Platform Update is a Step Forward, But Nokia Still has a Mountain to Climb
Today Nokia unveiled Symbian Belle, the latest update to its troubled software platform. Belle provides a clear answer to anyone doubting Nokia’s commitment to Symbian, and it’s undoubtedly a significant step forward. Compared with the recently released Anna update, it offers a more tangible improvement for users that goes a long way to narrowing the gap between Symbian and rival smartphone platforms.
Major features that stand out in the new release include the flattening of the menu structure; improvements to the home screen, with a variety of widget designs and more idle screens; smoother graphics transitions and a pull-down status bar that’ll be familiar to Android users.
Nokia continues to face the enormous challenge of convincing operators, distribution channels and developers that Symbian is a platform with a future. Those involved with Symbian will regard that as a disingenuous statement. But the fact remains that since the unveiling of its seismic shift to Windows Phone 7 in February 2011, Nokia has struggled to convince anyone that Symbian is a worthwhile bet. More ominously, this battle has coincided with Nokia’s share of the smartphone market dropping from 25 percent to 15 percent in just one quarter — something that would have been unthinkable just two years ago.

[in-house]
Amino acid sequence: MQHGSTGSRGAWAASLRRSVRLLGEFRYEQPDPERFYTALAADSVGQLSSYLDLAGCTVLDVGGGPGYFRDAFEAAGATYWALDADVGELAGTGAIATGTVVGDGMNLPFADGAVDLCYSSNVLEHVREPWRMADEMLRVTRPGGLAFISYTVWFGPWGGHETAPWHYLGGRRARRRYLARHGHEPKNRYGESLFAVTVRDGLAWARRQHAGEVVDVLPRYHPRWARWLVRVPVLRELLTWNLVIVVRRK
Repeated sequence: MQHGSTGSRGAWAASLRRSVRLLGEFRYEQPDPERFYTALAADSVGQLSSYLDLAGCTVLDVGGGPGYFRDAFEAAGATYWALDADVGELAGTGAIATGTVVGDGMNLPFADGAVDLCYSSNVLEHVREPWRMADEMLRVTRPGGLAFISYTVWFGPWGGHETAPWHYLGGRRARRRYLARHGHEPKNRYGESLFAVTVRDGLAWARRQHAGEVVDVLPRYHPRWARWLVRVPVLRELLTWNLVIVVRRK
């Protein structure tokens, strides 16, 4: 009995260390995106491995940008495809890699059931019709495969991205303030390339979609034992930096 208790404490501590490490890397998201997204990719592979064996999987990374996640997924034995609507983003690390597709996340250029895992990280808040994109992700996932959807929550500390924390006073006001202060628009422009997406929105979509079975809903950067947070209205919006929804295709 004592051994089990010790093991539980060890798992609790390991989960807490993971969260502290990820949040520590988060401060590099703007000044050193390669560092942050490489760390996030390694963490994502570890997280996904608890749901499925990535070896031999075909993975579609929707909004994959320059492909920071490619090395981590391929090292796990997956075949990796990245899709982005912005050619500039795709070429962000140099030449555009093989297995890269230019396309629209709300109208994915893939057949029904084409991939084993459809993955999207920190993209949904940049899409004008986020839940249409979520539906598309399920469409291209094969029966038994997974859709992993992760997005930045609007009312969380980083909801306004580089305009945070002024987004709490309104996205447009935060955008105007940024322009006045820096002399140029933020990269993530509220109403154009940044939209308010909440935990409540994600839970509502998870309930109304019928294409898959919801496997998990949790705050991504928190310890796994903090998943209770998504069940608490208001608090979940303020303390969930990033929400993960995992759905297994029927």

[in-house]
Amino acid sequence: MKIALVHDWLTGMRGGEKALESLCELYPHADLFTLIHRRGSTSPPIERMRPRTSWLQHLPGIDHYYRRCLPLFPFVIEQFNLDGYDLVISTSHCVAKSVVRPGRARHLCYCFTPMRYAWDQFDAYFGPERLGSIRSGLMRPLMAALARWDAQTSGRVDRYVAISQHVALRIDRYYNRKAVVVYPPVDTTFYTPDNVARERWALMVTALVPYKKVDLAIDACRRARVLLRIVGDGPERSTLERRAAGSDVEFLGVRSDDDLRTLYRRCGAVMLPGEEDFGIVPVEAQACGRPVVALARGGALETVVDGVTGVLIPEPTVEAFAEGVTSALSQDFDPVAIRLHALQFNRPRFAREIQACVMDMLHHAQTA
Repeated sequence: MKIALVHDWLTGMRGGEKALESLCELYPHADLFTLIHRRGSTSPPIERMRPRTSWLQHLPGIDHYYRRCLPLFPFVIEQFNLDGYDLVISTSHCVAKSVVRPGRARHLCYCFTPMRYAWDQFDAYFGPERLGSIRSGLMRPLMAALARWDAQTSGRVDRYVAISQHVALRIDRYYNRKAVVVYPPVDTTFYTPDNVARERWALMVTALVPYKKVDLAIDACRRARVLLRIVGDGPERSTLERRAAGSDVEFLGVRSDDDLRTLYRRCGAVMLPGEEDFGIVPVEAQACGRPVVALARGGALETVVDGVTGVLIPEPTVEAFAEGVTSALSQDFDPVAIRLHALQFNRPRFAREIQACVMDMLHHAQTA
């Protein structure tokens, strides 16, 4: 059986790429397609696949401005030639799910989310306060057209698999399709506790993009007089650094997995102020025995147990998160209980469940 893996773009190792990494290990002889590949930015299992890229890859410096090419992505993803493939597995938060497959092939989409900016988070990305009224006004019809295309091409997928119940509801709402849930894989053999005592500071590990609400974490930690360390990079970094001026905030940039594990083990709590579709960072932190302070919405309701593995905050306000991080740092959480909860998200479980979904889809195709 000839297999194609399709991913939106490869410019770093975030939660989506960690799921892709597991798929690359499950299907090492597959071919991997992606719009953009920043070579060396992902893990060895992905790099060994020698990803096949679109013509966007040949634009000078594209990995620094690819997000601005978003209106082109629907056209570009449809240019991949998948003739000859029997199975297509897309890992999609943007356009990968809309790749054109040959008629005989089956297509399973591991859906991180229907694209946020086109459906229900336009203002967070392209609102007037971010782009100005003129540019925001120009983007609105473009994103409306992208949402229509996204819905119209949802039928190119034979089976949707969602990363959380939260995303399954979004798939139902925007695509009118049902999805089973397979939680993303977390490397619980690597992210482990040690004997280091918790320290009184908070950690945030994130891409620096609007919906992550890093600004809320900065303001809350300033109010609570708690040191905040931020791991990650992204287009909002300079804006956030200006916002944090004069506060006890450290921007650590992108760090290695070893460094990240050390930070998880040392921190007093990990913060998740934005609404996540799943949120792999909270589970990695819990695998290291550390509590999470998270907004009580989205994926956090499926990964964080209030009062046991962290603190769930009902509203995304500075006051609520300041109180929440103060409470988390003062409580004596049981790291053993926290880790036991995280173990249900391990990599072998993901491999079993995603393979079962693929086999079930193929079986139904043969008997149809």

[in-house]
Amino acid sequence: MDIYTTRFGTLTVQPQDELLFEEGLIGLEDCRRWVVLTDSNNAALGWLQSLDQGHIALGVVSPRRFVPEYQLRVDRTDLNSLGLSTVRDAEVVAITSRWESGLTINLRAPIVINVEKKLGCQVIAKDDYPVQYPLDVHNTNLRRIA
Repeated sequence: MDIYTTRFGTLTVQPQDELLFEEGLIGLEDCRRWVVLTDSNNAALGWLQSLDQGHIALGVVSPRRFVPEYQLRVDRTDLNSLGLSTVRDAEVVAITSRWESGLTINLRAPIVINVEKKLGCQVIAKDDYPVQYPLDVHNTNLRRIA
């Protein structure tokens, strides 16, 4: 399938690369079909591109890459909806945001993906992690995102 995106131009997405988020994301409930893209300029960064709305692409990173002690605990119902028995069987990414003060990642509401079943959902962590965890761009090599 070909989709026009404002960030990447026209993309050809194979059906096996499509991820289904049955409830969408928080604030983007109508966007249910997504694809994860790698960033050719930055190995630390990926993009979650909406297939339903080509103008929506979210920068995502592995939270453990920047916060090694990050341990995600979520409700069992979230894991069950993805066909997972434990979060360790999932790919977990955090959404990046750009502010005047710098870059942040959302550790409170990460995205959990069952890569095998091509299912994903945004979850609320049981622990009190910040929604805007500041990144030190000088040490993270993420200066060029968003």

It’s hard to know what advice to give Nokia to overcome this perception problem, but one glimmer of hope comes from the new Nokia 700 phone, one of three new devices announced in Hong Kong alongside the Belle update. Pictures don’t do it justice —it really is a lovely piece of hardware.
It’s been a long time since Nokia had a phone that jumped out at me the first time I saw it, so the 700 can only be good news for the beleaguered Finnish manufacturer. I’ve a sneaky suspicion that the 700 and the improved Symbian software could be a surprise hit in some markets, albeit somewhat muted when compared with the performance of flagship products in Nokia’s heyday.
However, despite an attractive new device and real progress on Symbian, I fear Nokia still has a huge mountain to climb, particularly while all eyes remain firmly on its efforts with Windows Phone 7.
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